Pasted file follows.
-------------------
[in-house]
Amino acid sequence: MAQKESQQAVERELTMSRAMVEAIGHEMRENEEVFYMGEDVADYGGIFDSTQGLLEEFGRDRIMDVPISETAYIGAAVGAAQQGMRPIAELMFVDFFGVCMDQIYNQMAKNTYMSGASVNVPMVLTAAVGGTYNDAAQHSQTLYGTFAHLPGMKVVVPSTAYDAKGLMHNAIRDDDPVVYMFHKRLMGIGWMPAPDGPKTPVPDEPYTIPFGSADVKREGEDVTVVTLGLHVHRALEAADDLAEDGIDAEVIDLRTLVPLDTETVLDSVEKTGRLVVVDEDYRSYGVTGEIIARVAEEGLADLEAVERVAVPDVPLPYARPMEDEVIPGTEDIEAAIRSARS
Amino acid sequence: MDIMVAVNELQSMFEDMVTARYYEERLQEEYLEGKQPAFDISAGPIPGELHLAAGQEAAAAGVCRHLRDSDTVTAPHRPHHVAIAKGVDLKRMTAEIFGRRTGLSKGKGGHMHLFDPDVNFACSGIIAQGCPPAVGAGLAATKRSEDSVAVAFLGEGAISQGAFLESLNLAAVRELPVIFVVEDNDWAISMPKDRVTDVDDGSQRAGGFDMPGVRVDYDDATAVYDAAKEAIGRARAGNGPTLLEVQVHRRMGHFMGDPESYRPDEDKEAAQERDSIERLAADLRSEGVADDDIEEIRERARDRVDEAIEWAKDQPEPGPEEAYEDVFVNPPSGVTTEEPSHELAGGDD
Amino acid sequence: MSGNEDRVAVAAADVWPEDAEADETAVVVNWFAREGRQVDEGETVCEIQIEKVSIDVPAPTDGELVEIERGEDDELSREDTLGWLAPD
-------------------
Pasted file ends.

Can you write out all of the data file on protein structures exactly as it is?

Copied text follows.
[in-house]
Amino acid sequence: MAQKESQQAVERELTMSRAMVEAIGHEMRENEEVFYMGEDVADYGGIFDSTQGLLEEFGRDRIMDVPISETAYIGAAVGAAQQGMRPIAELMFVDFFGVCMDQIYNQMAKNTYMSGASVNVPMVLTAAVGGTYNDAAQHSQTLYGTFAHLPGMKVVVPSTAYDAKGLMHNAIRDDDPVVYMFHKRLMGIGWMPAPDGPKTPVPDEPYTIPFGSADVKREGEDVTVVTLGLHVHRALEAADDLAEDGIDAEVIDLRTLVPLDTETVLDSVEKTGRLVVVDEDYRSYGVTGEIIARVAEEGLADLEAVERVAVPDVPLPYARPMEDEVIPGTEDIEAAIRSARS
Amino acid sequence: MDIMVAVNELQSMFEDMVTARYYEERLQEEYLEGKQPAFDISAGPIPGELHLAAGQEAAAAGVCRHLRDSDTVTAPHRPHHVAIAKGVDLKRMTAEIFGRRTGLSKGKGGHMHLFDPDVNFACSGIIAQGCPPAVGAGLAATKRSEDSVAVAFLGEGAISQGAFLESLNLAAVRELPVIFVVEDNDWAISMPKDRVTDVDDGSQRAGGFDMPGVRVDYDDATAVYDAAKEAIGRARAGNGPTLLEVQVHRRMGHFMGDPESYRPDEDKEAAQERDSIERLAADLRSEGVADDDIEEIRERARDRVDEAIEWAKDQPEPGPEEAYEDVFVNPPSGVTTEEPSHELAGGDD
Amino acid sequence: MSGNEDRVAVAAADVWPEDAEADETAVVVNWFAREGRQVDEGETVCEIQIEKVSIDVPAPTDGELVEIERGEDDELSREDTLGWLAPD